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State Residency Audits – A Quick Guide

As you will no doubt be aware, staying on the right side of the tax man is most certainly in your best interests.

For US citizens all over the country, tax season is one of the most stressful and complex times of the year, though in reality, when it comes to state residency test / audits, you could potentially find yourself being audited by the state, CA FTB, NYS at any time of the year.

State residency audits can be carried out by the IRS at any time, for a whole variety of different reasons, which is why it is so important to seek professional help from a tax expert if you’re at risk of state residency audits.

Get help at 1-877-78-TAXES [1-877-788-2937].

But what exactly is one of these particular audits, what can trigger them, and what precisely do you need to know?

Here is a quick and helpful guide on state residency audits to help make your life that little bit easier.

What is a state residency test / audit? CA FTB - NYS

Being audited by the state is not a nice prospect. In fact, it can sadly keep people up at night and cause them a great deal of stress and anxiety.

A state residency audit is no different, but what exactly is it?

Basically, a state, CA FTB, NYS residency audit is designed to determine whether or not an individual filed as a non-resident or as a part-year resident of the state they allege to reside in.

Take New York for example. As New York residents are taxed on their worldwide incomes, whilst non-residents are subject to tax only on incomes relevant to the state of New York, differences in tax liability can be very significant.

You see, residents of New York also pay tax on worldwide incomes, whereas non-residents will pay no tax to the city at all, even if they happen to work there.

What do state residency test / audits consist of?

The audit carried out by the CA FTB, NYS state representative will typically cover three areas.

To begin with, the auditor will perform what is known as a ‘Domicile Test’ for the first residency test.

Next, the auditor will carry out the ‘Statutory Residency’ test for the alternative residency test, before finally carrying out a test to determine whether or not you allocated your sourced income to the state in question when filing your tax return.

What can trigger state residency test / audits?

Okay, so now that you know a little more about what these audits are, you’ll likely want to do everything in your power to ensure that you are never subjected to one yourself.

Whereas these audits can be random, there are also red flags that can trigger state residency audits, so it’s worth familiarizing yourself with them now, so as to avoid potential stress and anxiety though an audit in the future.

Here are a few red flags which can trigger state residency audits.

Relocating to low or no-income tax states

Certain states in the US have reputations for being high tax states. California and New York for example, get mentioned a lot.

Because of this, more and more people are choosing to pack their cases and relocate to no or low-income tax states such as Nevada, Texas, Wyoming, and even Florida for that matter.

Because of this, high tax states are losing out on incredibly large amounts of tax revenue and the state agency isn’t exactly thrilled about this.

We aren’t talking thousands, or even hundreds of thousands of dollars here, we’re talking millions, and as a result certain states are really becoming more aggressive with their state residency audits.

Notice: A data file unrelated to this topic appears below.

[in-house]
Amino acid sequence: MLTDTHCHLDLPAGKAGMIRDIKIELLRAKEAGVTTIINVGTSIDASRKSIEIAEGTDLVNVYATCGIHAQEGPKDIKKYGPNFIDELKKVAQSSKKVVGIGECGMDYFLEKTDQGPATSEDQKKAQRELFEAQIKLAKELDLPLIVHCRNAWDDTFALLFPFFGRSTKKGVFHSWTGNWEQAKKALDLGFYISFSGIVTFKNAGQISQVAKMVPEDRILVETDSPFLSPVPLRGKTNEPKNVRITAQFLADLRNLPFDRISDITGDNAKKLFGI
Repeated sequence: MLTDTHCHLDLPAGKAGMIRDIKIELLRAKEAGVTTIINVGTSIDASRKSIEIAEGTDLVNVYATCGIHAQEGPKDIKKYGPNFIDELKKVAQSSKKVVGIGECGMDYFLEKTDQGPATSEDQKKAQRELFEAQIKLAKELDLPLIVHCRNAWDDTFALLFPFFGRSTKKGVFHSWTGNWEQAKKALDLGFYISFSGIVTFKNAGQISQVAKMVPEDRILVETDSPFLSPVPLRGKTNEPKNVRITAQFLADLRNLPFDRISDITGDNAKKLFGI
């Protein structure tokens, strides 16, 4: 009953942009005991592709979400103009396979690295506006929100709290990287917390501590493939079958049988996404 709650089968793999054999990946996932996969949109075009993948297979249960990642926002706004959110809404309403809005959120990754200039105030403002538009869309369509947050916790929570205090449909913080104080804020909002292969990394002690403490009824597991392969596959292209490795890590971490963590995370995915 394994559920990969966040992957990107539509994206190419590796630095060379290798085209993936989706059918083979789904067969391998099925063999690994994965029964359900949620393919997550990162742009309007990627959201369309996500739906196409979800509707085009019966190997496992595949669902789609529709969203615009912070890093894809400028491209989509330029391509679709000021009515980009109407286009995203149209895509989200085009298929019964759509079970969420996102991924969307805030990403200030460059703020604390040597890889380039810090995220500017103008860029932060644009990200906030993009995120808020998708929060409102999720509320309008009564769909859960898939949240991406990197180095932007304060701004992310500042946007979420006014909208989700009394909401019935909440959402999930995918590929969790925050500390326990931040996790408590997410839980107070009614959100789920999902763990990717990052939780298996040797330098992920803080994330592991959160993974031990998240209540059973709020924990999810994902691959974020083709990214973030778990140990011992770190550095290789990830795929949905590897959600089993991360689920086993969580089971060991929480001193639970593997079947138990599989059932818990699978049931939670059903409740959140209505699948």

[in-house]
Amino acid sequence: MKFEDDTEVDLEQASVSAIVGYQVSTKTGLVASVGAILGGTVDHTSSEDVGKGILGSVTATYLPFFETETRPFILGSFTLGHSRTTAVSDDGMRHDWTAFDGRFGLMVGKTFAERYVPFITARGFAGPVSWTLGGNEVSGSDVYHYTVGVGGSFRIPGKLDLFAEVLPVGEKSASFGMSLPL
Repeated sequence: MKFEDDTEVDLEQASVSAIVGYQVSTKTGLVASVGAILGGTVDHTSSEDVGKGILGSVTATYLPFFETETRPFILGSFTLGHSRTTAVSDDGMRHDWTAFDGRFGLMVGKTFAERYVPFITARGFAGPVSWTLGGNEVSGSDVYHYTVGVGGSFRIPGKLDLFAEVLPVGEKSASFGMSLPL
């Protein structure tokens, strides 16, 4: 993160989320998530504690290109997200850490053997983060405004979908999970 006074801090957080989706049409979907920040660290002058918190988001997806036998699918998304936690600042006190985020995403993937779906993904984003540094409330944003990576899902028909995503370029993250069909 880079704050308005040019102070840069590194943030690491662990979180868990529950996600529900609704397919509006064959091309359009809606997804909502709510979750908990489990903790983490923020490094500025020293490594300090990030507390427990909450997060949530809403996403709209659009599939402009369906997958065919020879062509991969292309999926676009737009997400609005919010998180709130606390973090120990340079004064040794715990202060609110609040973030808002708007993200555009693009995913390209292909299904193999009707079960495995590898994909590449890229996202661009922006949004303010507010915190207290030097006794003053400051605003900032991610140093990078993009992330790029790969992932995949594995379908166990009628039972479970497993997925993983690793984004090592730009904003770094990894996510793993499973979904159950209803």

If for example, you were previously residing in New York and were in the highest income tax bracket, but you decide to move to Wyoming, a state residency audit will be incredibly likely so you should speak to a tax professional if you are planning on moving, to help stay ahead.

Buying multiple permanent abodes

If you’re in the position to purchase several properties, which you register as permanent abodes in different states, your chances of being audited will be much higher than average.

If you currently reside in California but plan on retiring to Florida, but you still own a property in California, which you will still travel to regularly, you would need to be very cautious with the number of days you spend in sunny California.

If you spend more than 183 days there, the FTB state will class you as a resident of Cali and your income will be taxed.

In the eyes of the FTB, you are guilty until proven innocent so it is down to you to prove that you have spent less than 183 days per year in the state, if that is indeed the case.

You may still be audited, though, even if you spend considerably fewer than 183 days in California, so just bear that in mind.

Moving just before selling assets resulting in capital gains

If you’ve a considerably amount of Real Estate, have a profitable business, or have invested wisely in stocks which you are now ready to sell off, if you move to a low/no-income tax state, and then sell your assets, this will likely trigger an audit.

The way to avoid an audit, or simply get through an audit without losing your assets, is to prove to the state agency that the move is indeed legit and isn’t simply a way of trying to avoid paying taxes.

Basically, with audits, if you’ve nothing to hide and can provide proof, you’ve nothing to worry about.

Final thoughts

Remember, when it comes to state residency audits, you are guilty until proven innocent in the eyes of the taxman, so it is vital that you can prove that you’re telling the truth and that you aren’t trying to pull a scam.

Audits are stressful, which is why it is advisable to hire a tax expert and seek out our professional tax services, for peace of mind and to make your life easier if nothing else.

Get help at 1-877-78-TAXES [1-877-788-2937].

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